The Bahamas Weekly Facebook The Bahamas Weekly Twitter
Columns : Bird Talk - Erika Gates Last Updated: Feb 13, 2017 - 1:45:37 AM

"Go Wild - Go Birding" on Grand Bahama Island
By Erika Gates
Jun 4, 2014 - 10:33:33 PM

Email this article
 Mobile friendly page
Grand Bahama Birding Group at Owl Hole track road, left to right: Charmaine Hall, Jill Cooper, Michael Flowers, Judy Dawkins, Delores Kellman, Susan Krupica, Erika Gates, Mary Tarzwell, Jordan Davis Penny Richards, Deana Willamson (Photo: Birder, Christopher Baker )

Freeport, Bahamas - This month's field trip of the Grand Bahama Birding Group began with a survey of a Wilson's Plover nest on Discovery Beach. Each summer we cordon off this area with stakes, caution tape and signs as it has been a favourite nesting area of Wilson's Plovers and Least Terns and eggs and babies could be easily crushed by cars that may park on this dune to enjoy the view.

The first bird to lay its eggs this year on April 25th was a Wilson's Plover and she was sitting on three eggs when we arrived that morning, perfectly camouflaged, blending in with the environment. The nest was monitored over the next weeks and on May 26 (32 days later) the first chick hatched, fully feathered with the markings of its parents, walking around the "scrape" in the sand where its siblings were yet to be born! On the 33rd day the second chick hatched and the next day number three cracked the eggshell!

The following day Mom and Dad were taking the family for an extended walk along the beach.

We continued east to Owl Hole Road, which proved to be a productive site. During the three mile hike through the beautiful pineforest where the highest elevations (68 feet!!) on Grand Bahama can be found, the highlights were 7 Western Spindalis, 5 Olive-capped Warblers, 7 Pine Warblers, 5 Hairy Woodpeckers, 5 Cuban Emeralds, 4 Blue-Grey Gnatcatchers. We were also happy to still find two species of winter migrants: 2 Black-throated Green Warblers and 1 Northern Parula.

We proceeded further east to Grand Bahama Nature Tour's trail along Gold Rock Creek adjacent to Lucayan National Park. The trail leads through old stands of native hardwoods, like Milkberry, Mahogany, Hercules Club, Poisonwoods and White Stopper where Antillean Bullfinches and Western Spindalis could be found feeding on succulant berries. A Thick-billed Vireo was seen enjoying fruit and insects as well and several lingering winter migrants like the American Redstarts and Black-throated blue Warblers were fueling up on insects prior to leaving for their nesting grounds up north.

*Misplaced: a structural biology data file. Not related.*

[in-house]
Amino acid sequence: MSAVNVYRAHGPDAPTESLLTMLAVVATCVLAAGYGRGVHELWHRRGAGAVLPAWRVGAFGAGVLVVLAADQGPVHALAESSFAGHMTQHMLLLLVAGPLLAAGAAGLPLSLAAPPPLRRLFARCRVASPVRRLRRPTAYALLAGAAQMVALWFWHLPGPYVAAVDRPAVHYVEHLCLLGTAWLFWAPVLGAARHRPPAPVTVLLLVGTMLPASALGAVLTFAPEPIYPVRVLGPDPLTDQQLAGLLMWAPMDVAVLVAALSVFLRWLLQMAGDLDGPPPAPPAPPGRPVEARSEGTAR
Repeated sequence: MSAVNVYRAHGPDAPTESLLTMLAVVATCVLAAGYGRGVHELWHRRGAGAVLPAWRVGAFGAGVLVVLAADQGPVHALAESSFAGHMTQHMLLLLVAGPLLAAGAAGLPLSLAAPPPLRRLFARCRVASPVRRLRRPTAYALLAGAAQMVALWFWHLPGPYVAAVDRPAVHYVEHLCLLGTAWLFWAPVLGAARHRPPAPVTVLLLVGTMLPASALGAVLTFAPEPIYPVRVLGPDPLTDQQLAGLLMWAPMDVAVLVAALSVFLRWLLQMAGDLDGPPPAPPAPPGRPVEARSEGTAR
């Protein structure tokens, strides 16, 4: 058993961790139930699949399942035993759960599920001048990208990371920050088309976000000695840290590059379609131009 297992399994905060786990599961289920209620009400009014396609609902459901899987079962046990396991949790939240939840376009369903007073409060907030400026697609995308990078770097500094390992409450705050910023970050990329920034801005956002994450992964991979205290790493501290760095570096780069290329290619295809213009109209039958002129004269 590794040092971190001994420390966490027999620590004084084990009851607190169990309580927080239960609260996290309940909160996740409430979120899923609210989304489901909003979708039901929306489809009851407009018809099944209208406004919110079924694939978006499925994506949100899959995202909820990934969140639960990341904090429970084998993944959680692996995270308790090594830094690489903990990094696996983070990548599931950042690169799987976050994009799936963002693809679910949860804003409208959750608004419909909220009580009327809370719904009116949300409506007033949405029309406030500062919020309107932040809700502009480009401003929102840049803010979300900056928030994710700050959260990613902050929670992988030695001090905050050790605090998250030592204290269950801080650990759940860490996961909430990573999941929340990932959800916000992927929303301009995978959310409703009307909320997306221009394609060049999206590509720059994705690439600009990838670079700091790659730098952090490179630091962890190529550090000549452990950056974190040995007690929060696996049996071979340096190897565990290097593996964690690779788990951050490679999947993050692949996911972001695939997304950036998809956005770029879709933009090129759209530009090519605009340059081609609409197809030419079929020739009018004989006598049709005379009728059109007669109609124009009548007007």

This beautiful trail which also showcases four different colors of the endemic orchids, Oncidium lucayanum, better known as the Dancing Lady, ends at Grand Bahama Nature Tour's picnic shelter on Gold Rock Beach. Here we were hosted to a light lunch and beverages while observing a Black-bellied Plover in breeding plumage, obviously undecided weather to return home to the Canadian tundra or to remain a little longer on our Bahamian beaches! Our lunch show also included 2 Magnificant Frigatebirds, 2 Brown Pelicans and 8 Wilson's Plovers.

Protected Shorebird Nesting Area: A Mother Wilson Plover sitting on three eggs. First chick's first steps. Second chick just hatched and third egg still being incubated. Photos by Erika Gates and Tony Fortunato

We observed the following species that morning, May 3rd, 2014:
Discovery Beach
8 Laughing Gulls
7 Northern Mockingbirds
4 Eurasian collared Doves
2 Least Terns
1 Wilson's Plover on nest
1 Gray Kingbird
1 Turkey Vulture
Owl Hole Road
7 Western Spindalis
7 Pine Warbler
5 Olive-capped Warbler
5 Hairy Woodpecker
5 Cuban Emerald
4 Blue-gray Gnatcatcher
2 Black-throated Green Warbler
2 Black-faced Grassquit
1 Turkey Vulture
1 Black-whiskered Vireo
1 Northern Parula
1 Thick-billed Vireo
1 Red-legged Thrush
1 American Kestrel
Driving Grand Bahama Highway
4 Turkey Vulture
3 Common Ground Dove
1 Smooth-billed Ani
1 Great Egret
Top left: Olive-capped Warbler at Owl Hole Road (Photo: CM); Top middle: Blue Grey Gnatcatcher (Photo: Christopher Baker); Top right: Western Spindalis (Photo: Chuck Seidel); Bottom left: Black-throated green Warbler; Bottom right: Thick-billed Vireo (Photo: Chuck Seidel)

Grand Bahama Nature Tour's Trail and picnic site on Gold Rock Beach
8 Wilson's Plover
2 Black-throated blue Warbler
1 Black-bellied Plover
2 American Redstart
7 Ruddy Turnstone
2 Antillean Bullfinch
1 Laughing Gull
2 Red-winged Blackbird
2 Brown Pelican
2 Red-legged Thrush
2 Magnificant Frigatebird
1 Thick-billed Vireo
3 Turkey Vulture
1 Blue-gray Gnatcatcher
2 Northern Mockingbird

Erika Gates is owner of Kayak Nature Tours (one of the first Eco-Tour businesses in The Bahamas); co-founder of the Ecotourism Association; a published writer; and a Cacique award winner! Her column Bird Talk will enlighten and educate us about birds of The Bahamas, as well as the importance of Ecology. Erika can be reached at gbntours@hotmail.com or (242) 373-2485

Greater Antillean Bullfinch (Photo: Dr. Clarence Green)

Grand Bahama Birding Group at Owl Hole (Photo: Birder, Christopher Baker )

Bookmark and Share

© Copyright 2014 by thebahamasweekly.com

Top of Page

Receive our Top Stories

Preview | Powered by CommandBlast

Bird Talk - Erika Gates
Latest Headlines
22nd Annual Christmas Bird Count in Honour of the Late Erika Gates
Grand Bahama Island Birders' 2018 Fall/Winter Events
Grand Bahama Birders enjoying a busy May
Grand Bahama Birders visit Inagua
Annual Grand Bahama Birdcount involves visiting and local birders